Inner ear problems
Nausea can be a sign of an inner ear problem, including:
Attacks can come on suddenly and they have quite similar symptoms, including vertigo, nausea and vomiting.
Encephalitis is a serious condition when your brain becomes inflamed. It’s uncommon, but can be life-threatening, so it needs urgent hospital treatment. Nausea can be 1 of the first symptoms, alongside:
- high temperature (fever)
- aching joints and muscles
Treatments for nausea
Talk to a healthcare professional if self-care measures haven’t helped with your nausea, or if you have a condition that needs managing.
Explain that nausea is 1 of your symptoms and they will help you work out what the right treatment is for you. There are treatments that can be bought from a pharmacy or prescribed by a doctor.
Treatments from a pharmacy
Pharmacy nausea treatments can help with:
- migraines – painkillers such as paracetamol or ibuprofen may be offered, or combination medicines that contain both painkillers and anti-sickness medication
- vertigo and motion sickness – antihistamines such as promethazine or cinnarizine might be recommended. Patches or tablets containing hyoscine hydrobromide can also help prevent travel sickness
- general nausea – acupressure wristbands might be recommended, which press on the pressure points on the inside of your wrist to help relieve that sick feeling
Treatments from a doctor
Nausea treatments you might be prescribed by a doctor include:
- anti-sickness medicines – certain anti-sickness medicines are only available on prescription, and are usually prescribed as a short course. Some are safe to use in pregnancy, so they’re often prescribed for pregnancy nausea. But they can be used for nausea caused by lots of other conditions, including migraines and gastroparesis
- medicine to reduce stomach acid – if your nausea is caused by a stomach ulcer, your doctor may prescribe medicine to help reduce your stomach acid and prevent further damage. These include proton pump inhibitors (PPIs) and H2-receptor antagonists
When to see a doctor about nausea
If you’re worried about your symptoms, try our Smart Symptom Checker to help you work out what to do next.
Nausea can often be managed by self-care measures, and it usually isn’t caused by anything serious. However, there are some instances when you should get medical help.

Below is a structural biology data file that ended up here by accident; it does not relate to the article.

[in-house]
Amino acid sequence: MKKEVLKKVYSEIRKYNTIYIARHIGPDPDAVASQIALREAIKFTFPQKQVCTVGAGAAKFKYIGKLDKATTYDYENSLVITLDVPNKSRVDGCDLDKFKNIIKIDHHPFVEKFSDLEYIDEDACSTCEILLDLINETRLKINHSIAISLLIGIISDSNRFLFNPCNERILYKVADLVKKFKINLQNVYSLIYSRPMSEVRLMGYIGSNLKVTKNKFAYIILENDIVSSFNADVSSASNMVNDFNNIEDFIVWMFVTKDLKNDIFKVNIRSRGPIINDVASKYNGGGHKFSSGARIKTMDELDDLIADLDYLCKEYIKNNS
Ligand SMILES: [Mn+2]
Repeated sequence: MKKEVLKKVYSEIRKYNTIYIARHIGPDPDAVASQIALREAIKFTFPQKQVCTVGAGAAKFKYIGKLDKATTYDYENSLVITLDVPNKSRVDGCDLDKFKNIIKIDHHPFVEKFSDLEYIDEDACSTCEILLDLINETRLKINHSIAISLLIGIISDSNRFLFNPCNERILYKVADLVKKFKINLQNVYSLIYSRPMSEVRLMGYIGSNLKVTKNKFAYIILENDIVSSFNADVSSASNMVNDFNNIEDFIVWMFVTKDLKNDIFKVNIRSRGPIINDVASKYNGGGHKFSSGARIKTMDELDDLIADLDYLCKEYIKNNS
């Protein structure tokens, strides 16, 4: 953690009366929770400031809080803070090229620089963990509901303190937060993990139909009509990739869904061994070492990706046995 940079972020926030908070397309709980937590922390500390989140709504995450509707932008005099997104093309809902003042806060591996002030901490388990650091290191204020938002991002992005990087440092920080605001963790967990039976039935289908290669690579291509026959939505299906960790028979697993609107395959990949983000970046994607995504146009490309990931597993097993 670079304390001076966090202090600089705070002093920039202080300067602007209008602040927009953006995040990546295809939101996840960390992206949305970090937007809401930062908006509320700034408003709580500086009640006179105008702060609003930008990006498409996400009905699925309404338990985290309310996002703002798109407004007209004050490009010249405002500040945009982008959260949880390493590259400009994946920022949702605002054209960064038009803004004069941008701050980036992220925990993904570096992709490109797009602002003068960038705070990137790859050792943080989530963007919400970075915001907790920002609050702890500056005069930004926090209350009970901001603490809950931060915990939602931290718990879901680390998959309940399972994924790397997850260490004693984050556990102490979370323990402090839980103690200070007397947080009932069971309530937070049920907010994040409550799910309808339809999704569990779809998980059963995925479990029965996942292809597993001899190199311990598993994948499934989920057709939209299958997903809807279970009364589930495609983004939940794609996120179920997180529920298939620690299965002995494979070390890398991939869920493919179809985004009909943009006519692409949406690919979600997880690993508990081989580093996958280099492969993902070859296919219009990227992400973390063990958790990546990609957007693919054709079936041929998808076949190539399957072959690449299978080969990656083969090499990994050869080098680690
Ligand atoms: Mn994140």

You should go to hospital if you have nausea and:
- a high temperature
- severe stomach pain, headache or neck pain
- a rash, neck stiffness or sensitivity to light
- your chest feels tight or heavy, or the pain spreads to your back, neck, arms or jaw
- blood in your vomit or poo
- signs of dehydration – you can’t keep fluids down or you haven’t peed in 8 hours
- you feel breathless
- you feel dizzy, like you might faint, or you’re too weak to manage daily activities
You should see a doctor if you have nausea and:
- your symptoms aren’t improving with self-care
- it isn’t going away or keeps coming back
- you’re losing weight
- you have an underlying condition, such as kidney disease, inflammatory bowel disease (IBD) or a weakened immune system
Complications of nausea
Nausea is common and usually goes away on its own, without you needing to do anything.
However, if you keep feeling nauseous and being sick, you can get dehydrated, so it’s important to seek treatment. The same applies if you have diarrhoea.
If you have vomiting and/or diarrhoea with your nausea, you might want to use oral rehydration sachets to help treat or avoid dehydration. These are available from pharmacies. Read more about dehydration treatment.
Your health questions answered
Does paracetamol help with nausea?
Answered by: Healthily’s medical team
“Paracetamol doesn’t specifically help with nausea – it’s used to treat aches, pains and a high temperature. It can be bought from a pharmacy combined with anti-sickness medicines, and it’s an ingredient in lots of cold and flu medicines. It isn’t dangerous to take it if you have nausea, if you take it at the correct dosage.”
Are there other rare conditions that cause nausea?
Answered by: Healthily’s medical team
“Nausea can also be a symptom in some more rare conditions. Addison’s disease is a condition involving the adrenal glands, which is most common in women aged 30 to 50. Symptoms can be difficult to pick up because they’re similar to lots of other conditions, including flu, but nausea can be a later symptom. Hypercalcaemia, which happens when your calcium levels are too high, can also cause nausea. It’s usually due to primary hyperparathyroidism – when the parathyroid glands in your neck make too much hormone – but it can also be caused by some cancers. Make sure you’re familiar with when to see a doctor about nausea.”